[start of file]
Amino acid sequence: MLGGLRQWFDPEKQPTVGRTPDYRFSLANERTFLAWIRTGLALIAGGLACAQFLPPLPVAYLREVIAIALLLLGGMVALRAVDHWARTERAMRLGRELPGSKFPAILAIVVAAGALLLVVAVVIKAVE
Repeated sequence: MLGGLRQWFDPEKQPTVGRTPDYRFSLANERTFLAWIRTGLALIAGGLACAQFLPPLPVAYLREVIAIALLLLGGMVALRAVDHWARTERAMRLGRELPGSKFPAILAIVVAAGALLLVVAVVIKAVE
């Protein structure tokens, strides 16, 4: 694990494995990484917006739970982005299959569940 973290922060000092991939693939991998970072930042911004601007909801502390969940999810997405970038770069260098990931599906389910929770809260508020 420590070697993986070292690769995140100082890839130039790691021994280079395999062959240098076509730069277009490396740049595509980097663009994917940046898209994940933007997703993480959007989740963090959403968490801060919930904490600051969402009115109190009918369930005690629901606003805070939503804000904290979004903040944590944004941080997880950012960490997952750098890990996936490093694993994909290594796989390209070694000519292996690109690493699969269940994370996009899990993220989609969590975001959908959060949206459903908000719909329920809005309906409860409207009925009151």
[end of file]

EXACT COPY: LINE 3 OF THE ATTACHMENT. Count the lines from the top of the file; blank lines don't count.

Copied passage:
């Protein structure tokens, strides 16, 4: 694990494995990484917006739970982005299959569940 973290922060000092991939693939991998970072930042911004601007909801502390969940999810997405970038770069260098990931599906389910929770809260508020 420590070697993986070292690769995140100082890839130039790691021994280079395999062959240098076509730069277009490396740049595509980097663009994917940046898209994940933007997703993480959007989740963090959403968490801060919930904490600051969402009115109190009918369930005690629901606003805070939503804000904290979004903040944590944004941080997880950012960490997952750098890990996936490093694993994909290594796989390209070694000519292996690109690493699969269940994370996009899990993220989609969590975001959908959060949206459903908000719909329920809005309906409860409207009925009151």